SQL Server update promises high-end performance boost

Microsoft is putting the finishing touches to the update of its SQL Server relational database, due out in November. It said that after the five-year wait since SQL Server 2000, the new offering will boost performance.

Microsoft is putting the finishing touches to the update of its SQL Server relational database, due out in November. It said that after the five-year wait since SQL Server 2000, the new offering will boost performance.

Delegates at last week's Tech Ed conference were told Microsoft's strategy for SQL Server 2005 is to address performance concerns that have limited the use of its predecessor in the datacentre, where Oracle and DB/2 are the preferred choice of databases that power mission-critical business systems.

Mauro Meanti, general manager of the EMEA server division at Microsoft, said, "We are focusing on the high end with SQL Server to scale to the top 5% of enterprise users."

Such organisations have traditionally turned to Unix databases to meet the demands of running global operations.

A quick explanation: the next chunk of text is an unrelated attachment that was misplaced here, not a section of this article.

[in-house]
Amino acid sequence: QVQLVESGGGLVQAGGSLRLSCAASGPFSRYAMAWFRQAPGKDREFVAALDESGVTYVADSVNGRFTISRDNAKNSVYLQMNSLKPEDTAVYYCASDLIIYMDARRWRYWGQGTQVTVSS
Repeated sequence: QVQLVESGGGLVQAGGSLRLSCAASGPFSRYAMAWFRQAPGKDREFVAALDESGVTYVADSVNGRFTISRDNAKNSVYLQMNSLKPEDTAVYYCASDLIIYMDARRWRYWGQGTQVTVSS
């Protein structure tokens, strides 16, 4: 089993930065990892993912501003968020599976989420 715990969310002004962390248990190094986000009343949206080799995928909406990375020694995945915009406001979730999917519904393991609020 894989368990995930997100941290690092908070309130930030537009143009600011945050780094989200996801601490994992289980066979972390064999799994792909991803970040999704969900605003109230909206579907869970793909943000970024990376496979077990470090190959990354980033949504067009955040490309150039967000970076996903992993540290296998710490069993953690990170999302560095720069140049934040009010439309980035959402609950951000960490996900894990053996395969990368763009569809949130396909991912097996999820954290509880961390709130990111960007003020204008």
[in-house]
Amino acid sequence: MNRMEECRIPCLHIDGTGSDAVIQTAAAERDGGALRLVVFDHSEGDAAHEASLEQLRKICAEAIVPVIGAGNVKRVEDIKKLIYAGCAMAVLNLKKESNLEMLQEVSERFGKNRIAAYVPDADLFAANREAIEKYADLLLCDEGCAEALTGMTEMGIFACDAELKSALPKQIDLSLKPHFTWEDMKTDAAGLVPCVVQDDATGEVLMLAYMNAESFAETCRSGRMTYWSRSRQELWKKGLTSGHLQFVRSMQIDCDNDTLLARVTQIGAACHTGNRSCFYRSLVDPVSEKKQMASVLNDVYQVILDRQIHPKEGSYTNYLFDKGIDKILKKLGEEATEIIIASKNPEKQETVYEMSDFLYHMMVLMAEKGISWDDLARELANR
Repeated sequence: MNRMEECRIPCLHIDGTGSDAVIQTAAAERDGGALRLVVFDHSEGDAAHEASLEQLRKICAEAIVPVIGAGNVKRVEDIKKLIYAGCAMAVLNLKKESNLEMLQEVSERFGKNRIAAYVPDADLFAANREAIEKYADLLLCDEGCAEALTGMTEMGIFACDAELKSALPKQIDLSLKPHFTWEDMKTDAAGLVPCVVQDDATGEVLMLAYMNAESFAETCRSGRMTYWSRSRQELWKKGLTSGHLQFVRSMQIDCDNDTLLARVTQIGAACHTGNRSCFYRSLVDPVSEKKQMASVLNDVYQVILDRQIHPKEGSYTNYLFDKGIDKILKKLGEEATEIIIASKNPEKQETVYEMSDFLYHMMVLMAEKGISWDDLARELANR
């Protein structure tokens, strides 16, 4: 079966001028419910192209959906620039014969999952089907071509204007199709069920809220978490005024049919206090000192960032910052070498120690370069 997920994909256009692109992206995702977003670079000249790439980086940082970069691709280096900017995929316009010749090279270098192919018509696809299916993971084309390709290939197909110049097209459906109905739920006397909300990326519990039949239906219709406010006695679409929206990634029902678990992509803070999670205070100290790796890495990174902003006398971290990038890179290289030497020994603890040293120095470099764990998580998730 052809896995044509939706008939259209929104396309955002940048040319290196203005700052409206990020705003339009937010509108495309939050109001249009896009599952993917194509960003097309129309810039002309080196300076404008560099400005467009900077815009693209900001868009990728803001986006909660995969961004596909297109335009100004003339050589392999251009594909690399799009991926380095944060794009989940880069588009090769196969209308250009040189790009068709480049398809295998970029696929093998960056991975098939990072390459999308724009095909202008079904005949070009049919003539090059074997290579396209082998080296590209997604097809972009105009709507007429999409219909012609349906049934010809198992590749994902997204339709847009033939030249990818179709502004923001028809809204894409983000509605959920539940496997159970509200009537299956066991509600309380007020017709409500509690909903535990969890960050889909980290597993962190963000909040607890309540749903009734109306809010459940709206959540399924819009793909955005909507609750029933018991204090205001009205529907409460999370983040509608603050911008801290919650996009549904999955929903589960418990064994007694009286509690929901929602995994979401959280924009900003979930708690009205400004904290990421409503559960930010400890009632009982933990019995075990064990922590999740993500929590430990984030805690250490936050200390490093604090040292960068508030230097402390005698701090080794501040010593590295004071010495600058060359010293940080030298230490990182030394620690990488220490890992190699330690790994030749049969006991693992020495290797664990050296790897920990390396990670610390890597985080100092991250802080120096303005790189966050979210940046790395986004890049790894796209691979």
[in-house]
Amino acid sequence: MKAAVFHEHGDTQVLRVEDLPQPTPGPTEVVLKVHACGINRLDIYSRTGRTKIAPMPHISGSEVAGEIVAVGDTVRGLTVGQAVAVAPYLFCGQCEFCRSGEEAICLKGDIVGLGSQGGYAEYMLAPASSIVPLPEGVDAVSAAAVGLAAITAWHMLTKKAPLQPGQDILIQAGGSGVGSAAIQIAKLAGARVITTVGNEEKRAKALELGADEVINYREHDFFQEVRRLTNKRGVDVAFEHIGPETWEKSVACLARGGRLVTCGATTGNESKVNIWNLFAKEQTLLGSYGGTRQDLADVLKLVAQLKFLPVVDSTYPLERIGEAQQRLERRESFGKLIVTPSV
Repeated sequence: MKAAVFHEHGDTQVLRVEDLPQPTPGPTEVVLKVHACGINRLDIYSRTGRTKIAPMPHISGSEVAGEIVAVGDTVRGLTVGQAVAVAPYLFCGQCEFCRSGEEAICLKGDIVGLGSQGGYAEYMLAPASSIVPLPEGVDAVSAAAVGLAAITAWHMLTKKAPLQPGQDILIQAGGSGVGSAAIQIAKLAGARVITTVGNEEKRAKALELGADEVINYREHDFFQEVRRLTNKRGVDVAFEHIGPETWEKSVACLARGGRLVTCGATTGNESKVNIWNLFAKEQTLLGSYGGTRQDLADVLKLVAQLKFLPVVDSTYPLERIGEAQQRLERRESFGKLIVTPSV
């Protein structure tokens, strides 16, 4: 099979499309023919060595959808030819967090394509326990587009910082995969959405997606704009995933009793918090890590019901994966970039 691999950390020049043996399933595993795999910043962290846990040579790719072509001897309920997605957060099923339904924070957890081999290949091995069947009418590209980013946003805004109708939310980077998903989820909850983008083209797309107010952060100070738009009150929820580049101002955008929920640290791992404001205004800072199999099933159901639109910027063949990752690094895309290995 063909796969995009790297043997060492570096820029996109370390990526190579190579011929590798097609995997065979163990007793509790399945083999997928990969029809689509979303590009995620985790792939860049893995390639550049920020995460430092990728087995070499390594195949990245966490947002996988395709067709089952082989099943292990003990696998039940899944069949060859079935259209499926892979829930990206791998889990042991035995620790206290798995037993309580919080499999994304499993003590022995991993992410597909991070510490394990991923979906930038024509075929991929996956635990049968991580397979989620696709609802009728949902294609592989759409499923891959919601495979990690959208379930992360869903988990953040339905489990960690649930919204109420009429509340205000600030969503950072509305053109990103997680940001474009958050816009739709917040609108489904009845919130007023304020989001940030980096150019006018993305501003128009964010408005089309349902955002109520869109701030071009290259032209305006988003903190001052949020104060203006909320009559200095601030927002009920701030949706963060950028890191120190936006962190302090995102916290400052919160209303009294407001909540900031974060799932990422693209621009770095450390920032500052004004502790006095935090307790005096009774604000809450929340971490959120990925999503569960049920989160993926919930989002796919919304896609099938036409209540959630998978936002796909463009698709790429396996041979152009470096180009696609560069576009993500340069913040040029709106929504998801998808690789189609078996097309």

Euan Green, product manager for SQL Server, said users can expect a boost in performance when multi-core chips, such as Intel's 64-bit Monticeto, arrive.

"With Monticeto and x64 chips, what you will get out of two-way and four-way servers will be tremendous," he said.

Green also discussed SQL Server management improvements. These include database mirroring for automatic failover if the database server crashes; a snapshot database restore facility and the ability to install extra memory on a server running SQL Server 2005 on Windows Server 2003 without requiring a reboot.

Security is a priority, with high-risk database functions switched off by default. Microsoft is also undertaking certification of SQL Server 2005 under the US NSA EAL4+ programme, a high level of security accreditation.

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